Bridget will be presenting a related paper on this topic at the AFEC 2019 conference in Bordeaux, France, this June.


Anna Wilson

PhD student in Social Justice and International Studies in Education

Deliberative Policies for Water Justice

Since 2014 the World Economic Forum (WEF) identified water-related illnesses as one of the top five global risks to human health (Adeel, 2017). Prime Minister Justin Trudeau approved the Kinder Morgan Pipeline Project as 12 year-old Autumn Peltier tearfully pleaded with him not to build a pipeline on her home in Wikwemikong First Nation land. Trudeau promised Autumn that he would protect the water and this promise has made national headlines. Deliberative policy analysis can make Trudeau’s promise Canada’s national water policy. Deliberative Policy Analysis (DPA) is a process in which policymakers deliberate with all stakeholders and citizens to determine a policy (Li, 2015) through the models of DPA: 1. mediation and stakeholder group engagement, 2. citizens’ forums, or 3. citizens’ initiatives and referendums (Smith, 2003). This paper defends the urgency of Canada adopting a deliberative federal water policy that follows World Health Organization (WHO) water policy guidelines.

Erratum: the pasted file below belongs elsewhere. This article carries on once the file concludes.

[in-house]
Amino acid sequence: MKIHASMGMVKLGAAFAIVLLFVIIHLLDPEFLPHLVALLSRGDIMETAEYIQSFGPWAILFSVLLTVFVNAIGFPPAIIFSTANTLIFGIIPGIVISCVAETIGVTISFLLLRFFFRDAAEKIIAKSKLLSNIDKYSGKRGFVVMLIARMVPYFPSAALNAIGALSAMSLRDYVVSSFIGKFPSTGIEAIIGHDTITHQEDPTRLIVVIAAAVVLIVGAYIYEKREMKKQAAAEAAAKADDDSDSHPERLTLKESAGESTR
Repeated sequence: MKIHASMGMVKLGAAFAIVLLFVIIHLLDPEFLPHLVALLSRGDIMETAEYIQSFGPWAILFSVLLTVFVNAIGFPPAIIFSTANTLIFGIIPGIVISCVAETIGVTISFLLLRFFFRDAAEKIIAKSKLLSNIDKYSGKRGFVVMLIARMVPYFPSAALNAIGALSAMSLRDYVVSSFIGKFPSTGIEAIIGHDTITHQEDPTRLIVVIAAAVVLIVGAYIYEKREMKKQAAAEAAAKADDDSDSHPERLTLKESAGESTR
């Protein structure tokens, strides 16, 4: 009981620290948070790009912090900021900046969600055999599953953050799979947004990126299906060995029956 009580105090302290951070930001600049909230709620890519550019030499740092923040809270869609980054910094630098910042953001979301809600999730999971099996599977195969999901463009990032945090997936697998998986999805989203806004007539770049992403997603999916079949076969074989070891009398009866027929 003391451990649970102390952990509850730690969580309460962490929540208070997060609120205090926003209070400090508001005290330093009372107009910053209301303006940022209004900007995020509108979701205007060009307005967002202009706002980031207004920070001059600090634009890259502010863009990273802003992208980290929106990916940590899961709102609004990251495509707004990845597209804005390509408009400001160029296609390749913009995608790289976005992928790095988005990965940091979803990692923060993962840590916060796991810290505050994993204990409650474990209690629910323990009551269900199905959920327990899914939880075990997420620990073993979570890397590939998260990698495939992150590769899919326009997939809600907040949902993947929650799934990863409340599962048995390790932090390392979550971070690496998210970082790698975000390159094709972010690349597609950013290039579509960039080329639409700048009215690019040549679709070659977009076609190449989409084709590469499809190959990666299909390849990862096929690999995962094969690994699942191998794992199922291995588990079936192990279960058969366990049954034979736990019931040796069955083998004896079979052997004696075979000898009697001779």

Peer-Reviewed Paper: Engaging in the Deliberative Policy Analysis Process for Water Justice in Canada


Irene Friesen Wolfstone

PhD student in Social Justice and International Studies in Education

Re-Storying Indigenous Matricultures: Exploring the Conditions of Cultural Continuity and the Capacity for Climate Change Adaptation

The knowledge systems of indigenous peoples are instructive for studying adaptation as their long histories indicate they have survived multiple climate change events. My previous studies indicate that matricultures, biocultural diversity, a sharing economy and relationality with land may be preconditions for as well as indicators of cultural continuity. My interdisciplinary research addresses four wicked problems currently: a) despite attempts to erase indigenous matricultures, indigenous women provide leadership to protecting Canada’s rivers and lakes; b) governments and the carbon industry disavow that climate change presents an immediate and existential threat to future generations; c) settler culture suffers from cosmological destitution, resulting in incapacity for big picture thinking; and d) educational systems at all levels are silent on indigenous matricultures and neglect the human dimensions of climate change adaptation. Matricultures is a subjugated knowledge in the academy. My inquiry is the first comprehensive, systematic study of matricultures in Canada.